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Australia Likely to Review Ban on Uranium Sales to India

Rajaram Panda was Senior Fellow at the Institute for Defence Studies and Analyses, New Delhi. Click here for profile
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  • July 06, 2011

    The post-Fukushima debate about the viability of nuclear energy has not adversely impacted on India’s nuclear power programme. India’s growing demand for energy does not allow it to abandon nuclear power production as a source of clean energy. Efforts are, however, on to diversify the sources of energy with a focus on renewable energy. A compelling argument can be made to pursue nuclear power production as a source of clean energy, keeping in mind climate change and environmental issues. It is in the light of this that the controversial ban on uranium export by Australia to India needs to be assessed.

    Australia controls the world’s largest known reserves of uranium, and is the third largest producer of uranium. India has been lobbying the Australian Government to remove its ban on uranium sales. The issue of uranium sales from Australia to India has run through arguments and counter-arguments. Within Australia, there are divergent views regarding the ban on uranium sales. Australia had initially taken the stance that it will not supply uranium to non-NPT countries for use in nuclear power programmes. But former Prime Minister John Howard ended this ban arguing that a uranium deal with India was in Australia’s interest. As part of this deal, Australian nuclear inspectors were allowed to check and verify whether uranium was being used only for peaceful purposes. However, the earlier ban was re-imposed when the Labour Government first led by Kevin Rudd came to power.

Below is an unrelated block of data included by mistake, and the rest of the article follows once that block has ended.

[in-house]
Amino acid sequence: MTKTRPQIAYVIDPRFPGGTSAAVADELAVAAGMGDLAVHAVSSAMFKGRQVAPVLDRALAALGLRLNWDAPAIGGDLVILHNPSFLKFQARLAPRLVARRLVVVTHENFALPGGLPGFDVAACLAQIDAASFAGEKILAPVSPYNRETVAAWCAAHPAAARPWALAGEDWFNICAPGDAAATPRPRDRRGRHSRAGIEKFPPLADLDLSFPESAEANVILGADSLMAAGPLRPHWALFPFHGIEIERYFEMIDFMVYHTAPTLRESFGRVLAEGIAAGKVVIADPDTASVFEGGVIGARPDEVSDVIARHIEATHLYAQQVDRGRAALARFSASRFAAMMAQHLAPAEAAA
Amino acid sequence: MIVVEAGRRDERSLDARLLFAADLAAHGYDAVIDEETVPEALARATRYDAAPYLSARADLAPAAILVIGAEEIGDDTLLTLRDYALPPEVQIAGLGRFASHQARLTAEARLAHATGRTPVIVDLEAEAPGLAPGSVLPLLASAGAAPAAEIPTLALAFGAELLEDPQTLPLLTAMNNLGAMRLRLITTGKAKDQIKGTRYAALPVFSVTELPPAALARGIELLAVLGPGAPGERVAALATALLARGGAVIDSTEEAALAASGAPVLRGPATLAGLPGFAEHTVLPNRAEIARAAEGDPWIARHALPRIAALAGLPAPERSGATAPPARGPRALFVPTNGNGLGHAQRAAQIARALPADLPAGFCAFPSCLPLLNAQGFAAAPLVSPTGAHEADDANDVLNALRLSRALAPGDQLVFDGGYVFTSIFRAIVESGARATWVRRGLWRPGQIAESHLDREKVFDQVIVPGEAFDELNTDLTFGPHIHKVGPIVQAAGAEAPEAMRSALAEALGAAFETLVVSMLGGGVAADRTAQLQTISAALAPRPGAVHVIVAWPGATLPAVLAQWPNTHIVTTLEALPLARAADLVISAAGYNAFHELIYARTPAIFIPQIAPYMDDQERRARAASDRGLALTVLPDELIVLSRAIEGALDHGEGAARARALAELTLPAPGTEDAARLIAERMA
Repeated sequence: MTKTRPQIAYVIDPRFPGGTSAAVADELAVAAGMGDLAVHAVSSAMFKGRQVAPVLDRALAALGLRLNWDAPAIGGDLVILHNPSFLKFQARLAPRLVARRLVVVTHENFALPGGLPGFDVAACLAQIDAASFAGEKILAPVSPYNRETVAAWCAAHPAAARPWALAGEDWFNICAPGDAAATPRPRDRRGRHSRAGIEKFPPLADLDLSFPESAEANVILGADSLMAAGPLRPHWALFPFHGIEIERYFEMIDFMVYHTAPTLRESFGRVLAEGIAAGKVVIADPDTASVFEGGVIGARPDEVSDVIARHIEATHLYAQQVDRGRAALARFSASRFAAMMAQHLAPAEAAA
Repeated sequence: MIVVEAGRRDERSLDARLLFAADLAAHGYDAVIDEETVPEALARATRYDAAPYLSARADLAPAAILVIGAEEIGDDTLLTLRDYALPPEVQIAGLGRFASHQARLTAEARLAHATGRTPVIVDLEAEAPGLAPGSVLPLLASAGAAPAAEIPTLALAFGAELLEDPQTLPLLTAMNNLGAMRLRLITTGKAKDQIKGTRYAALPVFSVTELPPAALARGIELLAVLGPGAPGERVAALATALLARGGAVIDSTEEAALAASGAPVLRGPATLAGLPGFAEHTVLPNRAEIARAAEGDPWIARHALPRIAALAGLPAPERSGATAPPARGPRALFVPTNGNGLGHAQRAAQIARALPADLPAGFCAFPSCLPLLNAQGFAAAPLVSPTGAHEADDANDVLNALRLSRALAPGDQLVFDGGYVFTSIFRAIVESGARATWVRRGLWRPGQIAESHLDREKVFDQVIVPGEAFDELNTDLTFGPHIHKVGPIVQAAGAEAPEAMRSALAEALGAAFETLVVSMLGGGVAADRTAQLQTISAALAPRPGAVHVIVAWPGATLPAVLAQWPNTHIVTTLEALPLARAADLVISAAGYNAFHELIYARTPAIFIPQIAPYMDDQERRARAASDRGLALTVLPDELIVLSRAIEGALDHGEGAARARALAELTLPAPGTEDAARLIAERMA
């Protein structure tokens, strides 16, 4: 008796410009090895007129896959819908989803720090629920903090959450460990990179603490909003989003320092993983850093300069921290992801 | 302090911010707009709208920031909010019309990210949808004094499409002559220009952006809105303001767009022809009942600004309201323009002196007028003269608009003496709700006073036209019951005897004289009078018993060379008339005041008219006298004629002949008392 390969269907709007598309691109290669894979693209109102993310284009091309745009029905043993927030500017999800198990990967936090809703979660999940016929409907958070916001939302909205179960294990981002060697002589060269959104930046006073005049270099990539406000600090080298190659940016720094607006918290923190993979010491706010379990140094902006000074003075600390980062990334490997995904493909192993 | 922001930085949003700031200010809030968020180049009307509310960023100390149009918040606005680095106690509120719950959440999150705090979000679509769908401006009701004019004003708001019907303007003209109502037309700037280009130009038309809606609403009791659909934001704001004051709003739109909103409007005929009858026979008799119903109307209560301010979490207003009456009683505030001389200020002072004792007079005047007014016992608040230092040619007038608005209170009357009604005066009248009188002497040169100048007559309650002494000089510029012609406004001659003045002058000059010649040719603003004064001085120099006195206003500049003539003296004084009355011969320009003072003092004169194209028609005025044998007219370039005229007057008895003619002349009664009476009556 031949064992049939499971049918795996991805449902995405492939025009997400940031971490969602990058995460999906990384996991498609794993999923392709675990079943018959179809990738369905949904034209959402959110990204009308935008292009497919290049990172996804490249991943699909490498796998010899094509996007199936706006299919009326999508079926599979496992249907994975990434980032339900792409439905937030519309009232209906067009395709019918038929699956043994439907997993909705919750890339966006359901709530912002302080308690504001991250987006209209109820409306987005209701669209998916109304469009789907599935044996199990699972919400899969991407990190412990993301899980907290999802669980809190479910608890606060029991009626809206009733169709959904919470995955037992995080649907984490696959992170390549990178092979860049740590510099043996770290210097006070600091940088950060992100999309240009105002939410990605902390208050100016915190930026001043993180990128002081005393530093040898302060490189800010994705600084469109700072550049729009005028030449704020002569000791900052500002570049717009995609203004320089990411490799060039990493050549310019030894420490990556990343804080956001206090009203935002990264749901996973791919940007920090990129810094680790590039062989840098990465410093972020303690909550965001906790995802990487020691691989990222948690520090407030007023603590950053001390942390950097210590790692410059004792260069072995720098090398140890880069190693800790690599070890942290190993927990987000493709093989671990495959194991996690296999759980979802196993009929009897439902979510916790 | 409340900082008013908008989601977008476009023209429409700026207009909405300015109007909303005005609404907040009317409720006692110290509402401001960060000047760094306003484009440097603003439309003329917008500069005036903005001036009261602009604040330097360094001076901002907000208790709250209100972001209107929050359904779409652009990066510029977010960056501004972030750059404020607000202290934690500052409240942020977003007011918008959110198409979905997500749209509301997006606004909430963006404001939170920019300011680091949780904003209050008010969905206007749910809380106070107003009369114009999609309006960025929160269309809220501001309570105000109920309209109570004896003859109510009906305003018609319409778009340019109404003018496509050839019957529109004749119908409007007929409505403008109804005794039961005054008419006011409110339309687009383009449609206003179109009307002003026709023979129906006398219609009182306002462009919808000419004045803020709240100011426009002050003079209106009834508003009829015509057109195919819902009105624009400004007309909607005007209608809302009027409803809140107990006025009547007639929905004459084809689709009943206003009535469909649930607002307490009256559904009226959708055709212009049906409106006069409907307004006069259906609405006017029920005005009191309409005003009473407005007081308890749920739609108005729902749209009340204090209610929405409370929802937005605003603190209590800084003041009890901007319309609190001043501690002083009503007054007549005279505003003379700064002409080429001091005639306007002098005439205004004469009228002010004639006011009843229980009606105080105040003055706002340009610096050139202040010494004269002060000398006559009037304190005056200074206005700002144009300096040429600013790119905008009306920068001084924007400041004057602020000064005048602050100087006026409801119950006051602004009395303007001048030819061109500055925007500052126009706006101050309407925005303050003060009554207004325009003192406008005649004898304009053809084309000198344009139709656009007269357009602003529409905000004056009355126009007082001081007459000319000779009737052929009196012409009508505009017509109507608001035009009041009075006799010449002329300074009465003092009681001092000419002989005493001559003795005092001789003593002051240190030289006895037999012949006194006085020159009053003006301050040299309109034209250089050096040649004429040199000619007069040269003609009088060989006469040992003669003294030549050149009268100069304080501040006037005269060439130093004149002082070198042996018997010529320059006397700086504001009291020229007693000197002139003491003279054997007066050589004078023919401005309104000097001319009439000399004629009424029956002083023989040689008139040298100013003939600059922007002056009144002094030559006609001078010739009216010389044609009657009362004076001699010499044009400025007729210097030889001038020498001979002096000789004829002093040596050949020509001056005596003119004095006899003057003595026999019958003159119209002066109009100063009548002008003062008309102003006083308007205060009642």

Australia’s ban on the sale of uranium to India is likely to hinder the goal of building a strategic partnership and exploring complementarities in the defence and maritime domain between the two countries. It is probably for this reason that there are signs of a rethink in the Gillard Government about reviewing Australia’s uranium sales policy. Indeed, Australia’s uranium sales ban to India is the biggest stumbling block in their energy ties. The rethinking in Australia is probably based on the conviction that India has an impeccable non-proliferation track record and that a reversal in its policy would sooth Indian sentiment hurt by the alleged racial attacks on its students in Australia.